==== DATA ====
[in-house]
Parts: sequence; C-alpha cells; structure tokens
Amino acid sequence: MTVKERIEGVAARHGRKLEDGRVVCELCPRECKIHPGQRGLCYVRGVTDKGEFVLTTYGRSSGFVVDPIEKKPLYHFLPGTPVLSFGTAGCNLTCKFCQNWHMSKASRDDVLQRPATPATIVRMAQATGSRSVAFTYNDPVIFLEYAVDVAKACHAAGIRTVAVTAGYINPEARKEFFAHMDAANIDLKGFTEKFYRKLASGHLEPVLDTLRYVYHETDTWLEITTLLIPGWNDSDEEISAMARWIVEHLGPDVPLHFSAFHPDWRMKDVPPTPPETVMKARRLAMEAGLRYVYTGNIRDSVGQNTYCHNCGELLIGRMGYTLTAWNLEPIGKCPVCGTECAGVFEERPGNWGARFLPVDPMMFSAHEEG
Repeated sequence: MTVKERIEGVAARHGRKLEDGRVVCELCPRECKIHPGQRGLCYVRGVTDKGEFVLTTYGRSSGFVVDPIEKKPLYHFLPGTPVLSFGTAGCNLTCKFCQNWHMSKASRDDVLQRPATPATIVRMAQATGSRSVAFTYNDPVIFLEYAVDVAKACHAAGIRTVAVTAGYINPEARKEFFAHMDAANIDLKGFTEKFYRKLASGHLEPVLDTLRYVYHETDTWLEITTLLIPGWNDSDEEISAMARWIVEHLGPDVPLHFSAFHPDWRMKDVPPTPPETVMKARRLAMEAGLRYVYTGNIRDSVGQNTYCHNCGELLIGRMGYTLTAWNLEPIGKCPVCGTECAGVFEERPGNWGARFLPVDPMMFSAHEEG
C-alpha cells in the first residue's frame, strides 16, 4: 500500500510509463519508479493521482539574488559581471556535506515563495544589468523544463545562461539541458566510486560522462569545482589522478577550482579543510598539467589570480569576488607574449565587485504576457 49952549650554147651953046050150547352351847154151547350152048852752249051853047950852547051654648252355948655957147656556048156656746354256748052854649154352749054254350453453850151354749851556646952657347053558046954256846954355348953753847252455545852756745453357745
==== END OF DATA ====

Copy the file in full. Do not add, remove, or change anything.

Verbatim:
[in-house]
Parts: sequence; C-alpha cells; structure tokens
Amino acid sequence: MTVKERIEGVAARHGRKLEDGRVVCELCPRECKIHPGQRGLCYVRGVTDKGEFVLTTYGRSSGFVVDPIEKKPLYHFLPGTPVLSFGTAGCNLTCKFCQNWHMSKASRDDVLQRPATPATIVRMAQATGSRSVAFTYNDPVIFLEYAVDVAKACHAAGIRTVAVTAGYINPEARKEFFAHMDAANIDLKGFTEKFYRKLASGHLEPVLDTLRYVYHETDTWLEITTLLIPGWNDSDEEISAMARWIVEHLGPDVPLHFSAFHPDWRMKDVPPTPPETVMKARRLAMEAGLRYVYTGNIRDSVGQNTYCHNCGELLIGRMGYTLTAWNLEPIGKCPVCGTECAGVFEERPGNWGARFLPVDPMMFSAHEEG
Repeated sequence: MTVKERIEGVAARHGRKLEDGRVVCELCPRECKIHPGQRGLCYVRGVTDKGEFVLTTYGRSSGFVVDPIEKKPLYHFLPGTPVLSFGTAGCNLTCKFCQNWHMSKASRDDVLQRPATPATIVRMAQATGSRSVAFTYNDPVIFLEYAVDVAKACHAAGIRTVAVTAGYINPEARKEFFAHMDAANIDLKGFTEKFYRKLASGHLEPVLDTLRYVYHETDTWLEITTLLIPGWNDSDEEISAMARWIVEHLGPDVPLHFSAFHPDWRMKDVPPTPPETVMKARRLAMEAGLRYVYTGNIRDSVGQNTYCHNCGELLIGRMGYTLTAWNLEPIGKCPVCGTECAGVFEERPGNWGARFLPVDPMMFSAHEEG
C-alpha cells in the first residue's frame, strides 16, 4: 500500500510509463519508479493521482539574488559581471556535506515563495544589468523544463545562461539541458566510486560522462569545482589522478577550482579543510598539467589570480569576488607574449565587485504576457 49952549650554147651953046050150547352351847154151547350152048852752249051853047950852547051654648252355948655957147656556048156656746354256748052854649154352749054254350453453850151354749851556646952657347053558046954256846954355348953753847252455545852756745453357745